jm + deployment   44

Is Docker ready for production? Feedbacks of a 2 weeks hands on
I have to agree with this assessment -- there are a lot of loose ends still for production use of Docker in a SOA stack environment:
From my point of view, Docker is probably the best thing I’ve seen in ages to automate a build. It allows to pre build and reuse shared dependencies, ensuring they’re up to date and reducing your build time. It avoids you to either pollute your Jenkins environment or boot a costly and slow Virtualbox virtual machine using Vagrant. But I don’t feel like it’s production ready in a complex environment, because it adds too much complexity. And I’m not even sure that’s what it was designed for.
docker  complexity  devops  ops  production  deployment  soa  web-services  provisioning  networking  logging 
10 days ago by jm
Netflix release new code to production before completing tests
Interesting -- I hadn't heard of this being an official practise anywhere before (although we actually did it ourselves this week)...
If a build has made it [past the 'integration test' phase], it is ready to be deployed to one or more internal environments for user-acceptance testing. Users could be UI developers implementing a new feature using the API, UI Testers performing end-to-end testing or automated UI regression tests. As far as possible, we strive to not have user-acceptance tests be a gating factor for our deployments. We do this by wrapping functionality in Feature Flags so that it is turned off in Production while testing is happening in other environments. 
devops  deployment  feature-flags  release  testing  integration-tests  uat  qa  production  ops  gating  netflix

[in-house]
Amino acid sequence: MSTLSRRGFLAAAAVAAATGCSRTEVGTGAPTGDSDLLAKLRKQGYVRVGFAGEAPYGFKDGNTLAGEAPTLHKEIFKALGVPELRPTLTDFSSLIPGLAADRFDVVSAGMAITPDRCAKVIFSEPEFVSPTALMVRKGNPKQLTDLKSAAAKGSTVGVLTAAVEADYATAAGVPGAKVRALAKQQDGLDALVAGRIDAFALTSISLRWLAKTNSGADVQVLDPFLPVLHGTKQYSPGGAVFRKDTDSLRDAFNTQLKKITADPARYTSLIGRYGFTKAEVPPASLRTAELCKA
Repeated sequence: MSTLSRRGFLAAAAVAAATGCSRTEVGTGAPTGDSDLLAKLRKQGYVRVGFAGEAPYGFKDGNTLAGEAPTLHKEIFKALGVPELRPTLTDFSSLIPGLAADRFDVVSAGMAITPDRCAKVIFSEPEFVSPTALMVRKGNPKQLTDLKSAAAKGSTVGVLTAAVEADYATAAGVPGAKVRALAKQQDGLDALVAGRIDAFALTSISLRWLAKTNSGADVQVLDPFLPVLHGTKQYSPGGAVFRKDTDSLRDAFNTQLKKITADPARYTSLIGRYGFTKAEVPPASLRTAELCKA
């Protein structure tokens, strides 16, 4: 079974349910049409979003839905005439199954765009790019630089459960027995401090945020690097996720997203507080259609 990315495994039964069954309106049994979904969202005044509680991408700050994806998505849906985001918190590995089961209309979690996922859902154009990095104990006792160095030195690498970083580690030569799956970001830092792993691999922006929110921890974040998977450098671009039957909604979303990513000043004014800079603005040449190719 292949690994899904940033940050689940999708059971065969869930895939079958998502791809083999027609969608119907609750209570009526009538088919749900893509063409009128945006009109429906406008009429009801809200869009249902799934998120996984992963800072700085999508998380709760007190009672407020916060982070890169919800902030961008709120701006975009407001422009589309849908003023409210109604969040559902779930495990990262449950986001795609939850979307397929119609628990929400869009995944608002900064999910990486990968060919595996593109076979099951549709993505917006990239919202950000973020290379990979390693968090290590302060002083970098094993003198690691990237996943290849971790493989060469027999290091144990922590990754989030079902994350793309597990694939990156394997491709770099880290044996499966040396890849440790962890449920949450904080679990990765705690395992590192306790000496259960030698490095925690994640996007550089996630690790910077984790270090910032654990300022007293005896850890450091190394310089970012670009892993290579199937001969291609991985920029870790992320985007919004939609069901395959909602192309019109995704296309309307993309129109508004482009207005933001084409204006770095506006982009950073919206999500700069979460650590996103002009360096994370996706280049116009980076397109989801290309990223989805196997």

20 days ago by jm
Avoiding Chef-Suck with Auto Scaling Groups - forty9ten
Some common problems which arise using Chef with ASGs in EC2, and how these guys avoided it -- they stopped using Chef for service provisioning, and instead baked AMIs when a new version was released. ASGs using pre-baked AMIs definitely works well so this makes good sense IMO.
infrastructure  chef  ops  asg  auto-scaling  ec2  provisioning  deployment 
5 weeks ago by jm
Richard Clayton - Failing at Microservices
Solid warts-and-all confessional blogpost about a team failing to implement a microservices architecture. I'd put most of the blame on insufficient infrastructure to support them (at a code level), inter-personal team problems, and inexperience with large-scale complex multi-service production deployment and the work it was going to require
microservices  devops  collaboration  architecture  fail  team  deployment  soa 
10 weeks ago by jm
Building a Smarter Application Stack - DevOps Ireland
This sounds like a very interesting Dublin meetup -- Engine Yard on thursday night:
This month, we'll have Tomas Doran from Yelp talking about Docker, service discovery, and deployments. 'There are many advantages to a container based, microservices architecture - however, as always, there is no silver bullet. Any serious deployment will involve multiple host machines, and will have a pressing need to migrate containers between hosts at some point. In such a dynamic world hard coding IP addresses, or even host names is not a viable solution. This talk will take a journey through how Yelp has solved the discovery problems using Airbnb’s SmartStack to dynamically discover service dependencies, and how this is helping unify our architecture, from traditional metal to EC2 ‘immutable’ SOA images, to Docker containers.'
meetups  talks  dublin  deployment  smartstack  ec2  docker  yelp  service-discovery 
june 2014 by jm
Database Migrations Done Right
The rule is simple. You should never tie database migrations to application deploys or vice versa. By minimising dependencies you enable faster, easier and cleaner deployments.


A solid description of why this is a good idea, from an ex-Guardian dev.
migrations  database  sql  mysql  postgres  deployment  ops  dependencies  loose-coupling